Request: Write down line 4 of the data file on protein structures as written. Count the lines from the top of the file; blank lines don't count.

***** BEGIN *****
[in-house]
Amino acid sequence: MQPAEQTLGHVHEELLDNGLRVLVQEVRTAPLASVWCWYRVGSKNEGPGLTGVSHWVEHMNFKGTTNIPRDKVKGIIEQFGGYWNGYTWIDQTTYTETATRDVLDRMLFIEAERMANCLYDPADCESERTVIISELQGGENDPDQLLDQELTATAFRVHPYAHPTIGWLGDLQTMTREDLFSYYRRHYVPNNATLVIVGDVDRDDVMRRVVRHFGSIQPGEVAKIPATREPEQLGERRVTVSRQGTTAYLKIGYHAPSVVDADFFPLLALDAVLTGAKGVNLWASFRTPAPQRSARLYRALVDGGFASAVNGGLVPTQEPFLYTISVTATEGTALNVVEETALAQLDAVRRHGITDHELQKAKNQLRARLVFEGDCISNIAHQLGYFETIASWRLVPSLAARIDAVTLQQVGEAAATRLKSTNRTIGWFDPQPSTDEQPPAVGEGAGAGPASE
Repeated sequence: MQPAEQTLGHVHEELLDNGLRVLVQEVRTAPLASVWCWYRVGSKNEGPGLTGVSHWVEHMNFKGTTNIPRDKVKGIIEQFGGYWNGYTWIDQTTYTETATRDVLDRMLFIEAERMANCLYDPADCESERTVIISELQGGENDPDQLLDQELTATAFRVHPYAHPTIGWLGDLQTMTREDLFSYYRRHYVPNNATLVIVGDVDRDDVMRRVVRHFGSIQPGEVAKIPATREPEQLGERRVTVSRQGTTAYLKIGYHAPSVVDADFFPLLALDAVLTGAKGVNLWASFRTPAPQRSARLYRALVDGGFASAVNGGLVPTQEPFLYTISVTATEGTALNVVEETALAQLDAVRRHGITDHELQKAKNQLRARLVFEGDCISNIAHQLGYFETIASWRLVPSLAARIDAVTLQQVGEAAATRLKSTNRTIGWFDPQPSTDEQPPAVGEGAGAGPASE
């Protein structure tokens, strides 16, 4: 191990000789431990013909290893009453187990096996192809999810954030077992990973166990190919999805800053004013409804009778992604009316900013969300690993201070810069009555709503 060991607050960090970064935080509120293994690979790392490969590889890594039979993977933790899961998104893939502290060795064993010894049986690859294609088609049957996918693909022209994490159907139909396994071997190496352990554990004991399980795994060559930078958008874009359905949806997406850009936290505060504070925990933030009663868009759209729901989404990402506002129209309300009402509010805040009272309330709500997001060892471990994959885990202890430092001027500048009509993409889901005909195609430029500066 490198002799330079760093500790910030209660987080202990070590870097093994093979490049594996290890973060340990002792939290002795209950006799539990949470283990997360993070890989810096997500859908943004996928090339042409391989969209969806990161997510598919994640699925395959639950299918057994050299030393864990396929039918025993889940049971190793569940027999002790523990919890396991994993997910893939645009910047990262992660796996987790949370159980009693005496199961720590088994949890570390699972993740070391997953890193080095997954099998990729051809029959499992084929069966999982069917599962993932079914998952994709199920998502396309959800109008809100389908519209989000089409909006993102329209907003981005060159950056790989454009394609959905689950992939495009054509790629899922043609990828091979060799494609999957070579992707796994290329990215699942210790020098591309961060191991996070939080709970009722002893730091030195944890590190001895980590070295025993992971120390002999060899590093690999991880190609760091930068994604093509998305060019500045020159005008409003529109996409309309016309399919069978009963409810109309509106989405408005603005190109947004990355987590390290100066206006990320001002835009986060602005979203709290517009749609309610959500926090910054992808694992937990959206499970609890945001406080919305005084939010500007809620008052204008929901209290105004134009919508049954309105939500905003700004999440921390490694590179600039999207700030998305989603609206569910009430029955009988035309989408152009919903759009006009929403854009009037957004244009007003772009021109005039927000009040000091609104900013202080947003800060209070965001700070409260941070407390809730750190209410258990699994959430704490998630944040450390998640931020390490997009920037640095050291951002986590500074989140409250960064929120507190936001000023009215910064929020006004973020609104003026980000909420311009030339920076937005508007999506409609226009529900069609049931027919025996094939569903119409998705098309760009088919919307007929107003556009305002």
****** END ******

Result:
């Protein structure tokens, strides 16, 4: 191990000789431990013909290893009453187990096996192809999810954030077992990973166990190919999805800053004013409804009778992604009316900013969300690993201070810069009555709503 060991607050960090970064935080509120293994690979790392490969590889890594039979993977933790899961998104893939502290060795064993010894049986690859294609088609049957996918693909022209994490159907139909396994071997190496352990554990004991399980795994060559930078958008874009359905949806997406850009936290505060504070925990933030009663868009759209729901989404990402506002129209309300009402509010805040009272309330709500997001060892471990994959885990202890430092001027500048009509993409889901005909195609430029500066 490198002799330079760093500790910030209660987080202990070590870097093994093979490049594996290890973060340990002792939290002795209950006799539990949470283990997360993070890989810096997500859908943004996928090339042409391989969209969806990161997510598919994640699925395959639950299918057994050299030393864990396929039918025993889940049971190793569940027999002790523990919890396991994993997910893939645009910047990262992660796996987790949370159980009693005496199961720590088994949890570390699972993740070391997953890193080095997954099998990729051809029959499992084929069966999982069917599962993932079914998952994709199920998502396309959800109008809100389908519209989000089409909006993102329209907003981005060159950056790989454009394609959905689950992939495009054509790629899922043609990828091979060799494609999957070579992707796994290329990215699942210790020098591309961060191991996070939080709970009722002893730091030195944890590190001895980590070295025993992971120390002999060899590093690999991880190609760091930068994604093509998305060019500045020159005008409003529109996409309309016309399919069978009963409810109309509106989405408005603005190109947004990355987590390290100066206006990320001002835009986060602005979203709290517009749609309610959500926090910054992808694992937990959206499970609890945001406080919305005084939010500007809620008052204008929901209290105004134009919508049954309105939500905003700004999440921390490694590179600039999207700030998305989603609206569910009430029955009988035309989408152009919903759009006009929403854009009037957004244009007003772009021109005039927000009040000091609104900013202080947003800060209070965001700070409260941070407390809730750190209410258990699994959430704490998630944040450390998640931020390490997009920037640095050291951002986590500074989140409250960064929120507190936001000023009215910064929020006004973020609104003026980000909420311009030339920076937005508007999506409609226009529900069609049931027919025996094939569903119409998705098309760009088919919307007929107003556009305002």